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With the pandemic scrambling workforces, reliance on mobile devices for routine work has increased. This is creating some cybersecurity concerns and statistics illustrating the hold that mobile devices have on workplaces are startling. For example, in the United Kingdom, 60 percent of all workers report using their personal smartphones for work-related activities. Numbers are similar in the United States where a Gartner study that says 55 percent of workers use personal devices. MSPs are increasingly being asked to monitor devices that were once firmly in the domain of personal space. But are work-related cybersecurity dangers, such as mobile malware, a real concern?

Smarter MSP caught up with Dr. Gene Tsudik, distinguished professor of computer science at University of California-Irvine, to talk about some of the common cybersecurity concerns associated with mobile malware. He says the dangers to the office posed by personal devices are real.

“A hack endangers one’s phone and everything on it (as well as everything the phone does or is used for),” says Tsudik. He also points out that many organizations (like UCI) ask users to install security-critical apps (such as 2nd-factor authentication and VPN access) on their “personal” smartphones.

“So, malware that gets into the phone can mess with these apps and steal workplace credentials,” Tsudik adds, telling SmarterMSP that these can include passwords and PINS. Once hackers have these credentials they can easily move into a workplace network and wreak havoc.

Combatting mobile malware is tricky

“One clean way to stop mobile malware is to neatly separate personal devices from workplace ones,” Tsudik advises. In some organizations an employee is given a “business” smartphone where the company’s IT department controls installed apps, settings, patches, updates, etc.,” Tsudik says. He adds that this is common at federal government agencies and some private-sector businesses.

“There are clear benefits here, but the big nasty problem is that if the IT department is hacked, all company employees’ phones are toast. So, no silver bullet,” Tsudik states. But policing peoples’ private devices brings its own set of problems.

“The IT department can install some very invasive software/apps on the employees’ own/private phones, but that brings up all kinds of unpleasant privacy issues,” Tsudik advises. He worries that when it comes to mobile malware, we may only be getting a glimpse of what is to come.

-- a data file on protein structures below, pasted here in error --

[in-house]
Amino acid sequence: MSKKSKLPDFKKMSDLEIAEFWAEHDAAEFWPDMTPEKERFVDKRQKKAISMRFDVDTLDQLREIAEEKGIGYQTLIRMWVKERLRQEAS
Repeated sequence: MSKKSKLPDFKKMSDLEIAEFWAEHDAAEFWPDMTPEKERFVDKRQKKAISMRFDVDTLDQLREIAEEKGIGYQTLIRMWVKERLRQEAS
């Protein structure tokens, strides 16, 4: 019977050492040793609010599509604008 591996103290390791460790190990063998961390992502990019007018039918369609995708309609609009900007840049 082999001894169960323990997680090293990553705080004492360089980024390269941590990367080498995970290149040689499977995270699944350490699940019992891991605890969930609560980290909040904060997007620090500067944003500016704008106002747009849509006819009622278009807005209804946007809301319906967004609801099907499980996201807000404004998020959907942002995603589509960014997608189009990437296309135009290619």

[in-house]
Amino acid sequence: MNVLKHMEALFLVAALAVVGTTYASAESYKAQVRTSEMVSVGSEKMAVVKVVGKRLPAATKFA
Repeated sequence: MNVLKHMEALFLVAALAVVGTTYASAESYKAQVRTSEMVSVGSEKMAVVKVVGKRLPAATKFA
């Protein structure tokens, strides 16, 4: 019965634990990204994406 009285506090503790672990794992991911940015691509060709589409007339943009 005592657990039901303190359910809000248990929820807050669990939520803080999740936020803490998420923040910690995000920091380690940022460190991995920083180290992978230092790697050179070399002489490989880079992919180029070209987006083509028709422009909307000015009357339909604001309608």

“I am scared of the kinds of malware we haven’t seen yet on smartphones: one akin to the Mirai botnet of a few years ago,” Tsudik admits, describing a scenario where stealthy malware infects millions of Android phones and goes to sleep.

“It remains dormant until a stealthy command from the control center that makes ALL infected devices wake up and start doing nasty stuff,” Tsudik warns. Such “stuff” could include actions like mounting a global distributed denial-of-service (DDoS) attack on some cell network or on an Internet entity like a bank or a utility.

Already, we are seeing an increase in mobile malware in 2021. Just this past week, Grifthorse infected 10 million Android devices. Here is how moneycontrol describes Grifthorse:

GriftHorse bombards users with pop-ups claiming that they have won a prize. These are extremely high-frequency notifications, showing pop-ups five to six times per hour. Once a user clicks on it, they are taken to a page that tells them to enter their phone number for verification.

In reality, the page signs them up for a premium SMS service that would charge them 30 euros per month. This charge is added to the phone bill. 

Some of the affected phones were corporate-owned devices, so some businesses were duped out of 30 Euros a month for a time if they didn’t catch on to the malware. Within the past few weeks a strain of mobile malware has targeted phones in New Zealand. But, as Tsudik points out, this could be just the beginning, as the pandemic has simply accelerated the trend:

“The pandemic greatly exacerbated our reliance on (and addiction to) smartphones. This has resulted in more crafty malware, more ransomware, more cryptocurrency stealing, and so on,” Tsudik says.

With the proliferation of personal devices in the workplace, MSPs have an opportunity to offer another service, but the plans for doing so must be well-thought out.

“MSPs need to have strict protocols in place when dealing with personal devices. Updating patching and implementing VPNs and coordinating with workplaces need to be done with utmost care,” advises Liz Andrews, a cybersecurity consultant in Baltimore.

“You don’t want the MSP being in a position of having to sift through a person’s family photos on their phone or be able to see what websites are being viewed. It’s a tricky balance,” Andrews warns.

But, according to experts like Tsudik, it’s a balance that will increasingly need to be struck, as malware incidents increase on personal devices.

Photo: iHaMoo / Shutterstock

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Kevin Williams

Posted by Kevin Williams

Kevin Williams is a journalist based in Ohio. Williams has written for a variety of publications including the Washington Post, New York Times, USA Today, Wall Street Journal, National Geographic and others. He first wrote about the online world in its nascent stages for the now defunct “Online Access” Magazine in the mid-90s.

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